In a changing marketplace musicians will benefit from this. Mr Byrne rightly points out that musicians get low royalties from plays on streaming music services. This is because they signed binding contracts with the labels. The labels usually consider an arrangement with a streaming music service as a license. Whenever a label licenses their music catalog to any entity – TV, Film, iTunes, Spotify et al – it takes a 50% charge off the top. The label keeps 50% in other words and musicians get to split the rest. There are different arrangements; some labels pay the artist whatever the agreed recording royalty is, which can typically be 15-25% depending on the deal, and iTunes tends to be treated in the latter manner. Whatever the various deal arrangements this is the system working under the terms of the contracts that musicians signed. And have musicians ever stopped to think that when music fans don’t stream their music in these services, they then get less royalties than Taylor Swift who is streamed a lot? Does anyone think that the 16 year-old Lorde is having sleepless nights over this?
How is this then Spotify’s fault? I argue that it isn’t and I will return to that in a moment.
Let me give you some quick examples of how the Internet disrupted certain markets and what happened to companies who didn’t pay attention to that simple fact.
Despite the societal changes apparent to anyone who owned a digital camera or currently owns an iPhone, companies like Kodak, Polaroid and BlackBerry simply continued to double-down on their efforts to combat change. And by change I mean combat what people were actually doing – they no longer used cameras that required film, they no longer wanted Polaroids nor did the BlackBerry remain the telecommunicating device of choice. This was not fantasy, it was fact. The results of people’s buying actions clearly showed that when they switched to products they preferred, discarding what they considered less useful products, then marketplaces changed. Kodak is in bankruptcy, Polaroid is struggling to be relevant, and BlackBerry has put itself up for sale after plunging from an 80% market share. Let’s not forget that the iPhone arrived in June 2007. It did not exist prior to that. It completely disrupted the marketplace for smartphones just as the iPod before it had become the Walkman for a new generation. Apple created a new marketplace for music.
Back to Spotify. It is not hyperbole to suggest that this generation’s music fans want to rent their music, not own it. Spotify may not have created that shift but they certainly provided a solution to easy access, mobile music streaming. They simply saw consumer demand, just as any company in any marketplace could determine. I am certain that Spotify would want every single music fan on their service to pay the monthly subscription, but is it their fault if we choose not to do that and listen to the ad-supported version instead? Is it HBO’s fault that I chose to cancel my Comcast cable TV account years ago? No. I hate the lack of programming choice within Comcast’s cable system. That is what this generation’s music fans are doing when using streaming services – choosing to create their own programming. Instead of complaining about Comcast I simply found other ways, yes via the Internet, to access programs that I enjoy. And how many musicians out there in the world use Spotify’s service by the way? I’d bet there are many. And also why do Mr. Byrne and Mr. Yorke single out Spotify in their arguments? Why not go after YouTube? Is it really all about money?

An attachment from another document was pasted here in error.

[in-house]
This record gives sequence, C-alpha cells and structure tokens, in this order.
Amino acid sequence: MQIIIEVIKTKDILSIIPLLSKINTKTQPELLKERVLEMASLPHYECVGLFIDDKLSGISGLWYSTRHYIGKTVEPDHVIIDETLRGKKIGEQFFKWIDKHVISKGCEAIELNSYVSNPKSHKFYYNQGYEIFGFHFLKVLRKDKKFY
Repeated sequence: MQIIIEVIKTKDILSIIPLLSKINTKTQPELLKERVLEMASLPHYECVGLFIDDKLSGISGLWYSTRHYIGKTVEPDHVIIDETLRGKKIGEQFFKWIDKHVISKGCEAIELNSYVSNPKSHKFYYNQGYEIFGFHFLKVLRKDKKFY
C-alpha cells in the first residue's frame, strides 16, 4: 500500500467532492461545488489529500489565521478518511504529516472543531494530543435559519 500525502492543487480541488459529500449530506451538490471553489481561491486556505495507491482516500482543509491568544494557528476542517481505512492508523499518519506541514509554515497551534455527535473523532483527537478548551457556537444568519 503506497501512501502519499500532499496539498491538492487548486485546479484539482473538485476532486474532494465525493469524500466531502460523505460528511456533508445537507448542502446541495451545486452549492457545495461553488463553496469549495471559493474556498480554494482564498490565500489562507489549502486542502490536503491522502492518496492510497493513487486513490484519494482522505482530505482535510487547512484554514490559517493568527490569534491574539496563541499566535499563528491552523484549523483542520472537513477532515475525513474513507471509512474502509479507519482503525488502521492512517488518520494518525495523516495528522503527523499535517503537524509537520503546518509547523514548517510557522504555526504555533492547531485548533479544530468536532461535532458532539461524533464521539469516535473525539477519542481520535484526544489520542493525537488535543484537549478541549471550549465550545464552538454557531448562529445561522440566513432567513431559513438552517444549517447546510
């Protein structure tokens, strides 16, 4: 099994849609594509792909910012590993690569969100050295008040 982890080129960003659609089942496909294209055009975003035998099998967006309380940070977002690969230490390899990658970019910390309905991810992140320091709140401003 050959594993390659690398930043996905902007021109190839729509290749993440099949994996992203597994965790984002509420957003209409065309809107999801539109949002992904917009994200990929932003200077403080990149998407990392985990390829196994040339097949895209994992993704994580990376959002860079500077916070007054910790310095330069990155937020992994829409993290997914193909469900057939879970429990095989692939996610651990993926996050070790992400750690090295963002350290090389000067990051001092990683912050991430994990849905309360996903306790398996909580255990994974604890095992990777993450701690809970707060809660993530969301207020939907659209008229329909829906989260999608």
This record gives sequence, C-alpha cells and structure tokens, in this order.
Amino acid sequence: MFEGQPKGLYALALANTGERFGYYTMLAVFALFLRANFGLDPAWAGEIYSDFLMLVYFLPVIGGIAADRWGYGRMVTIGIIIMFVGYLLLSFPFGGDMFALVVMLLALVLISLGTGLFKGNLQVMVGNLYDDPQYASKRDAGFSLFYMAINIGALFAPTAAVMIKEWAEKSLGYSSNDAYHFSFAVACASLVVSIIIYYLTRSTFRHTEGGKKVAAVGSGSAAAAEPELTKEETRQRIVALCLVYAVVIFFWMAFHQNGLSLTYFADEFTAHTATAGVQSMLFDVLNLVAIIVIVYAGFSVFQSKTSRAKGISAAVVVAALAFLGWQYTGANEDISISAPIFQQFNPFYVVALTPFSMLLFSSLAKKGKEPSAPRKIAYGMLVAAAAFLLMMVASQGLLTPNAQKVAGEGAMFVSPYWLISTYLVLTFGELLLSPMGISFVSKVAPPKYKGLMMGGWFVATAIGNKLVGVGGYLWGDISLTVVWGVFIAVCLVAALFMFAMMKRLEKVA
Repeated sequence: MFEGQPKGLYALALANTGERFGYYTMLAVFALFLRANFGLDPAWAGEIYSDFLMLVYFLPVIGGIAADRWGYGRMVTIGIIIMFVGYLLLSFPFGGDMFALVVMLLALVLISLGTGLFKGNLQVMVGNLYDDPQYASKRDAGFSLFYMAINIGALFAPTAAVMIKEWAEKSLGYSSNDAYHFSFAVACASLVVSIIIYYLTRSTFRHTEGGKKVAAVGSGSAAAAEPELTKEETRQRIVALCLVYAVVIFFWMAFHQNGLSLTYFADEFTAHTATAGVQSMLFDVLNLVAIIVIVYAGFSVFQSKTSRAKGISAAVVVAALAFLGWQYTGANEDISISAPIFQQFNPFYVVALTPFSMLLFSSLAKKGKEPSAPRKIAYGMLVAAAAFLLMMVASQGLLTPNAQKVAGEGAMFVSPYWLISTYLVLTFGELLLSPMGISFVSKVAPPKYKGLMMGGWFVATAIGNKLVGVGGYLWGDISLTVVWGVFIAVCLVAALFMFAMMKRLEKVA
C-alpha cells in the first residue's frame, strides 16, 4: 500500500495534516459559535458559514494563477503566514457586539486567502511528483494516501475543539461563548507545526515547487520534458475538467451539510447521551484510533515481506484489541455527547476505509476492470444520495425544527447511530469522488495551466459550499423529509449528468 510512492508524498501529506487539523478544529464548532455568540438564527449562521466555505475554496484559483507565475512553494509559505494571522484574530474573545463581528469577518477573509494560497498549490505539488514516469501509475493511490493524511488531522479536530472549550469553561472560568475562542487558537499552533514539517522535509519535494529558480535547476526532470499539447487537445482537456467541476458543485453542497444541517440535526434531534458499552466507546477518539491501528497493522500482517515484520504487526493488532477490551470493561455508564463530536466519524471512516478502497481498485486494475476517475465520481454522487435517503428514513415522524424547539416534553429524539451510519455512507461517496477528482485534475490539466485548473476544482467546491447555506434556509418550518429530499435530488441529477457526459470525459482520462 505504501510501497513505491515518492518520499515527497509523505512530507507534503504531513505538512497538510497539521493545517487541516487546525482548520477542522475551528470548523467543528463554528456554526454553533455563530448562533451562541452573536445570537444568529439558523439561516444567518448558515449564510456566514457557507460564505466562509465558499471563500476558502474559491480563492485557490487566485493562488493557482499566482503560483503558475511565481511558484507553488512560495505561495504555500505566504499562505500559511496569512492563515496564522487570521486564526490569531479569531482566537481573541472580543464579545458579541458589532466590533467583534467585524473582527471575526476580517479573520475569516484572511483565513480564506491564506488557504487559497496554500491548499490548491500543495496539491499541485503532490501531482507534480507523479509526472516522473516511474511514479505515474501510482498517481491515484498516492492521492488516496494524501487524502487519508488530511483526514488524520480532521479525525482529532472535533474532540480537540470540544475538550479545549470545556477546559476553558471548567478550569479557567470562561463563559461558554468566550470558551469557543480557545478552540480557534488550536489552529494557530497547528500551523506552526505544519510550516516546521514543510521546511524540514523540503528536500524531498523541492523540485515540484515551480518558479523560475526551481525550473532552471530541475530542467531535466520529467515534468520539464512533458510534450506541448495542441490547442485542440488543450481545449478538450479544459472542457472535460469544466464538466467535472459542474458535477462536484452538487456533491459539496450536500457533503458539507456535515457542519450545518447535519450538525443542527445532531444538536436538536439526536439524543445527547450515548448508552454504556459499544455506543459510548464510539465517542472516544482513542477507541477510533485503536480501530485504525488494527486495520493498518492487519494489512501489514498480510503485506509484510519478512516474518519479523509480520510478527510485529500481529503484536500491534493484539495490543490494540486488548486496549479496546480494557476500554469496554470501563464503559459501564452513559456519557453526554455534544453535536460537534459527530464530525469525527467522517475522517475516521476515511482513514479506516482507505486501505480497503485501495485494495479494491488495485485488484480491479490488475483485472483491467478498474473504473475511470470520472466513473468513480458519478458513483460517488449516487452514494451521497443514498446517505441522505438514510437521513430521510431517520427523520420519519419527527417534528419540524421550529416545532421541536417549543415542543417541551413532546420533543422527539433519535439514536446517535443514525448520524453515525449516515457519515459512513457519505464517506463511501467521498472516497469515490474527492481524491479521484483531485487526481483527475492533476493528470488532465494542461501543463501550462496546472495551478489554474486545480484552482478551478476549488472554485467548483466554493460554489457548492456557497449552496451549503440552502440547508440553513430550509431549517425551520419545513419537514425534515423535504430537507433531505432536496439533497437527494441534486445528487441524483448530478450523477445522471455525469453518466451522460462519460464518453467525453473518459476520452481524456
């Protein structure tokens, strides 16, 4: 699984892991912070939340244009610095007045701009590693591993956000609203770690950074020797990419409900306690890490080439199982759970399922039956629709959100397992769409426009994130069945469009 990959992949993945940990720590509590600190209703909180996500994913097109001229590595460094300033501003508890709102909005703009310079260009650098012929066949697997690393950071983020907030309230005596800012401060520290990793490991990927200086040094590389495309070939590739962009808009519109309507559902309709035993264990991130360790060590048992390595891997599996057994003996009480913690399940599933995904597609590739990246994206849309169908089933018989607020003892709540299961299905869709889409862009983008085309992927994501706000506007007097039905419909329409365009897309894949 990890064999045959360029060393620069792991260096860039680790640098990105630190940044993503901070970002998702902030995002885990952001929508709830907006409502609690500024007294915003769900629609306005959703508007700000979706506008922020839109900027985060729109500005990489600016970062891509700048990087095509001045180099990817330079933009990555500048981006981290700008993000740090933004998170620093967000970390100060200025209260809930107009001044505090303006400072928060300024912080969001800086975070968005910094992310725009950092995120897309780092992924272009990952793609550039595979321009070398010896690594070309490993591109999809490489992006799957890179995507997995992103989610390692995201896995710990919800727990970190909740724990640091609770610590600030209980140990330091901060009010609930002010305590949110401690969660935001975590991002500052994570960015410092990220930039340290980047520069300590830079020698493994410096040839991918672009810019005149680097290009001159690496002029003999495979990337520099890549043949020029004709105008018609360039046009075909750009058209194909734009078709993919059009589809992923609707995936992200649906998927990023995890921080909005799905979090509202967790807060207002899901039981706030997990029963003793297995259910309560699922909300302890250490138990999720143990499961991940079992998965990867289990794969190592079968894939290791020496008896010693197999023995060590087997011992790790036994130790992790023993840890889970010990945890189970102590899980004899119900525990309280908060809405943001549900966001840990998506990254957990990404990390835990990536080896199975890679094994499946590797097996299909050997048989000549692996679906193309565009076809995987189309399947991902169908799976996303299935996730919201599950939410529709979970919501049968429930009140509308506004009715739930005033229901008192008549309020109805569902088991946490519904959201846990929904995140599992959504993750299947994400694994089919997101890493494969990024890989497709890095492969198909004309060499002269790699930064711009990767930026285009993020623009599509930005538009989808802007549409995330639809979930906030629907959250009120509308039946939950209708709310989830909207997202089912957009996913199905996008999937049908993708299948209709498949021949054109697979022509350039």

And yes, using the Spotify service creates a quandary for many creators. My friend Rick Moody confessed to me that he feels queasy when he uses Spotify. Is that because as a talented and well-regarded author and musician, he is siding subconsciously with musicians while trying to deny how much he enjoys the convenience of Spotify’s service? I believe so. And I wonder – do many musicians and creators feel queasy when they listen to FM radio? An ad-supported service that is free to listen to and pays out royalties to music publishers based on radio play – ie, the more artists are played the more they get paid.
One thing is certain: When artists remove their music from Spotify they are simply ensuring that they will receive zero royalties from that service. They will also ensure that they are not in a service that provides massive distribution of their work that is not a walled garden like FM radio is. And remember, not all artists are popular therefore not all artists receive the same amount of royalties from airplay or from streaming services. It is worth noting that Spotify has one billion playlists created by users. Musicians are not the only creators. Internet users most likely make far more content to post to the Web for free than all musicians combined. It’s a societal phenomenon that can’t be denied. Musicians must look to where society is headed now and supply music through the channels that their fans are using (and yes, we musicians used to be on the bleeding edge of culture and society leading the charge… no longer it seems, as we are reduced to being mere commentators, myself included.) Don’t expect young people to change their habits anytime soon.